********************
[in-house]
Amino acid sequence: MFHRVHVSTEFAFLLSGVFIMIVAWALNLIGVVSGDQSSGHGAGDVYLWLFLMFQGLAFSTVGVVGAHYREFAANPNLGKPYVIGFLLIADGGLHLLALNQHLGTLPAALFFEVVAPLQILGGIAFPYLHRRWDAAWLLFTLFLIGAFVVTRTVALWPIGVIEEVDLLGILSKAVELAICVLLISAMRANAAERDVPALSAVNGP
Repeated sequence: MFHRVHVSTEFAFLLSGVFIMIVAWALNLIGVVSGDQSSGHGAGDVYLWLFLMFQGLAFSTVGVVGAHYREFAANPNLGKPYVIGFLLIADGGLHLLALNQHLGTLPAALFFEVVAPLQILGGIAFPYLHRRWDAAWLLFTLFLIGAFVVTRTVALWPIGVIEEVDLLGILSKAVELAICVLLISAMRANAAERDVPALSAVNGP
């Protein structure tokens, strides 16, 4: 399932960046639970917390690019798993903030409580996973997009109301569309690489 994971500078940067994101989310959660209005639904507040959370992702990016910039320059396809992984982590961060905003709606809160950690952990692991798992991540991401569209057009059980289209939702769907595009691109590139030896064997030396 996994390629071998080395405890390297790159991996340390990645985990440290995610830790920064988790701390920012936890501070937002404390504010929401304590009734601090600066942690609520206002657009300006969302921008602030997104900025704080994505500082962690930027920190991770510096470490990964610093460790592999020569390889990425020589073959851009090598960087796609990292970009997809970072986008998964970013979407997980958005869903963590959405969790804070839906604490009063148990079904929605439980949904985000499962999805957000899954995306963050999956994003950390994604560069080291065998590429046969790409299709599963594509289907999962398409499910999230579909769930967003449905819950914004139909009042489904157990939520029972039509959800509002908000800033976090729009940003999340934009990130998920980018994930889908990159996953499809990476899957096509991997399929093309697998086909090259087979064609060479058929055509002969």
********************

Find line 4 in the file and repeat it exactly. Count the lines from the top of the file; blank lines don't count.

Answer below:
């Protein structure tokens, strides 16, 4: 399932960046639970917390690019798993903030409580996973997009109301569309690489 994971500078940067994101989310959660209005639904507040959370992702990016910039320059396809992984982590961060905003709606809160950690952990692991798992991540991401569209057009059980289209939702769907595009691109590139030896064997030396 996994390629071998080395405890390297790159991996340390990645985990440290995610830790920064988790701390920012936890501070937002404390504010929401304590009734601090600066942690609520206002657009300006969302921008602030997104900025704080994505500082962690930027920190991770510096470490990964610093460790592999020569390889990425020589073959851009090598960087796609990292970009997809970072986008998964970013979407997980958005869903963590959405969790804070839906604490009063148990079904929605439980949904985000499962999805957000899954995306963050999956994003950390994604560069080291065998590429046969790409299709599963594509289907999962398409499910999230579909769930967003449905819950914004139909009042489904157990939520029972039509959800509002908000800033976090729009940003999340934009990130998920980018994930889908990159996953499809990476899957096509991997399929093309697998086909090259087979064609060479058929055509002969």